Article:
Before you start your divorce, you may not know if the divorce is going to be contested or uncontested. How you start the proceedings may influence whether the case will be contested or uncontested. If you start the proceedings with an ex-parte motion to kick your spouse out of the family home and seek a supervised visitation custody order, then the case is probably going to be a contested case.
Before you start your case in attack mode, contact your spouse (in person if possible or at least by email). See if they are willing to participate in settlement discussions, either directly with you or by using a mediator. If your spouse refuses to participate in reasonable settlement discussions, then you are obviously going to at least start the divorce as a contested case. It may take a year or longer to get to trial and there may be any number of court appearances along the way. At any point before you get to trial, you may be able to reach a settlement agreement with your spouse. If so, you can then process the divorce as an uncontested case by following the step-by-step instructions for “non-default divorce with agreement” that are set forth in other sections of this website. If you are never able to negotiate a settlement with your spouse, then your case will go to trial. At trial, you and your spouse will present evidence and make arguments to the trial judge and the judge will then decide all of the disputed issues.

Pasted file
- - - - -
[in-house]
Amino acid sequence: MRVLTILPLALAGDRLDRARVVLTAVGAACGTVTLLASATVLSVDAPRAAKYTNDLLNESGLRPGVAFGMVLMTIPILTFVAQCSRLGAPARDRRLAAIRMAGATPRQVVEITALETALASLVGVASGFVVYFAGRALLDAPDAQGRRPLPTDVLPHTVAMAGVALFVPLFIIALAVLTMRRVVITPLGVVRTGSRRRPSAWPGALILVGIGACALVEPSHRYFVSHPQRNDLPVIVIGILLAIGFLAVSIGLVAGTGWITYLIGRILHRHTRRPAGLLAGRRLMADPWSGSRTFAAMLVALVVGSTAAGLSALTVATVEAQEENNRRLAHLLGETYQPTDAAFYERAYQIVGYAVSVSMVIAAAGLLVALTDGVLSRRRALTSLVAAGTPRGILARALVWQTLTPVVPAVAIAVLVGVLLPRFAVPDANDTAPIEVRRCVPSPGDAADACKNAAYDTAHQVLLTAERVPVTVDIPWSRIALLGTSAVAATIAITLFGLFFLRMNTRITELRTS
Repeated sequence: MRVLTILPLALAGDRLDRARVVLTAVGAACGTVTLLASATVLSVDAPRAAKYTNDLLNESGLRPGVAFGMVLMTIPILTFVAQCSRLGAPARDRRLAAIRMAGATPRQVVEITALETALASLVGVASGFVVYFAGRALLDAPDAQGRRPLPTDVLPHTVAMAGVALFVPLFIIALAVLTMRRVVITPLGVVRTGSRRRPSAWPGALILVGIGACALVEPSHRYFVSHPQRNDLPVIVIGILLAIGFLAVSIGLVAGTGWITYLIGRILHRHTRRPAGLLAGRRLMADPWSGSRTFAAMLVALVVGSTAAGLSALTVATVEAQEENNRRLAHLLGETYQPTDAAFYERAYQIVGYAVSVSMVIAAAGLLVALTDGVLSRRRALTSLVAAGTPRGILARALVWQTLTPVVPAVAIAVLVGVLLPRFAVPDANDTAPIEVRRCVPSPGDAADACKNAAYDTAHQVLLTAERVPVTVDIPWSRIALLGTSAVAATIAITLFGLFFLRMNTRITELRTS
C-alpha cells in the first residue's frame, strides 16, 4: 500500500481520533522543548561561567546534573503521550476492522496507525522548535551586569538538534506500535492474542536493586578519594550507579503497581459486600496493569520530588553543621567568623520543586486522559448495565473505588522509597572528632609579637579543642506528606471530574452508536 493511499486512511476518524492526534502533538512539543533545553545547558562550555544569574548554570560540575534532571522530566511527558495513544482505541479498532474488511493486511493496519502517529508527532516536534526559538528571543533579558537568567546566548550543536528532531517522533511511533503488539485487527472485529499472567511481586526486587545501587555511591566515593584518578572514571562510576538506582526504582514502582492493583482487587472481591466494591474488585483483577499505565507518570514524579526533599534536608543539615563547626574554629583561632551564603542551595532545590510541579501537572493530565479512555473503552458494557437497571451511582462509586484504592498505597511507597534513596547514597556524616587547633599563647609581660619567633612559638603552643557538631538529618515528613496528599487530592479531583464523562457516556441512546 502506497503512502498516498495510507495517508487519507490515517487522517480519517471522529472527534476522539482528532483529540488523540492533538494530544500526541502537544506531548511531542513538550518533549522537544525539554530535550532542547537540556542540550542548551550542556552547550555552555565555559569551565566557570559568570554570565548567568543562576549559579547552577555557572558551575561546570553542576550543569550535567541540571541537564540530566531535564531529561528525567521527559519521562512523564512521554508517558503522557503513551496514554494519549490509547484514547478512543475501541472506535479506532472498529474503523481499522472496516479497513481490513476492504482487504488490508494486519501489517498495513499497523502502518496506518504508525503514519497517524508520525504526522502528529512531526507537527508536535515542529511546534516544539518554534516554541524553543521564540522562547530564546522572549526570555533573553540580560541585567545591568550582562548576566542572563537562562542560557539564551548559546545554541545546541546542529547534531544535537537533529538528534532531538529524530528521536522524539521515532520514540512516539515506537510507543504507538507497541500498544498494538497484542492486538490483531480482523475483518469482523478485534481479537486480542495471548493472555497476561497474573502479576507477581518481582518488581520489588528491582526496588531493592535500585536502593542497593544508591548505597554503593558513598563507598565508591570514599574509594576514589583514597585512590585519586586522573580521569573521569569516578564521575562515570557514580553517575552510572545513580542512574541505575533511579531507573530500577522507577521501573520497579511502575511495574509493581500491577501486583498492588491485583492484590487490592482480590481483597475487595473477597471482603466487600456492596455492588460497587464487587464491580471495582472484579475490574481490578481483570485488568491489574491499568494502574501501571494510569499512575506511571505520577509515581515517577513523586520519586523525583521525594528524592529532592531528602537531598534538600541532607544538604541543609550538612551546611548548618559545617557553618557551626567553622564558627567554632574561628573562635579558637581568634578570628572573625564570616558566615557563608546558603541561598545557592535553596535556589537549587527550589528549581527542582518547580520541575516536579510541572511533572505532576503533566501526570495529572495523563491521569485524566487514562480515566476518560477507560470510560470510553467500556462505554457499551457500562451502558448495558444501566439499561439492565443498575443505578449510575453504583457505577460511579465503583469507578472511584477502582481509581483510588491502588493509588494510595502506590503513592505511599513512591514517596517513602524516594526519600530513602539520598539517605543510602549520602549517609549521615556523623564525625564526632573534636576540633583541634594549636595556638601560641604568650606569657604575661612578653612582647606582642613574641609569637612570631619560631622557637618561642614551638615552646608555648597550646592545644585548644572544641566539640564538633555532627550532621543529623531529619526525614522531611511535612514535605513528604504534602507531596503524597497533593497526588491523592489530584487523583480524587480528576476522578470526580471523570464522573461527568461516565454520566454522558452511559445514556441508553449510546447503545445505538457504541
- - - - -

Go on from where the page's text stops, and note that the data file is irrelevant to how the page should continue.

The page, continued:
IF YOU HAVE NOT ALREADY DONE SO, YOU SHOULD REVIEW ALL OF THE INFORMATION IN THE PREVIOUS SECTIONS OF THIS WEBSITE
(i.e., Preliminary Considerations; Initial Filings; Declaration of Disclosure; Getting Educated; Settlement Discussions; and Judgment). In a contested divorce, you will use many of the same court forms, use many of the same procedures, and need to understand many of the same legal concepts that were explained in these sections of this website. In the above referenced previous sections of this website, we explained numerous legal matters you need to understand before proceeding with a contested divorce, including, but not limited to, the following: residency requirements; the differences between divorce, legal separation, and an annulment; basic information about filling out court forms; and how to apply for a fee waiver. We also set forth explanations regarding fundamental legal concepts including the following: community property vs. separate property; how to divide the family home; how to divide retirement assets; how to divide debt; the different types of child custody arrangements; how child support is determined; how spousal support is determined; and how to request an award of attorney’s fees. You absolutely need all of this information as a foundation before you proceed with the following instructions on how to process a contested divorce. You can’t just start a contested divorce at this point in the website. You need to read the other sections of the website referenced above to have a basic foundation of knowledge before you can proceed with a contested divorce.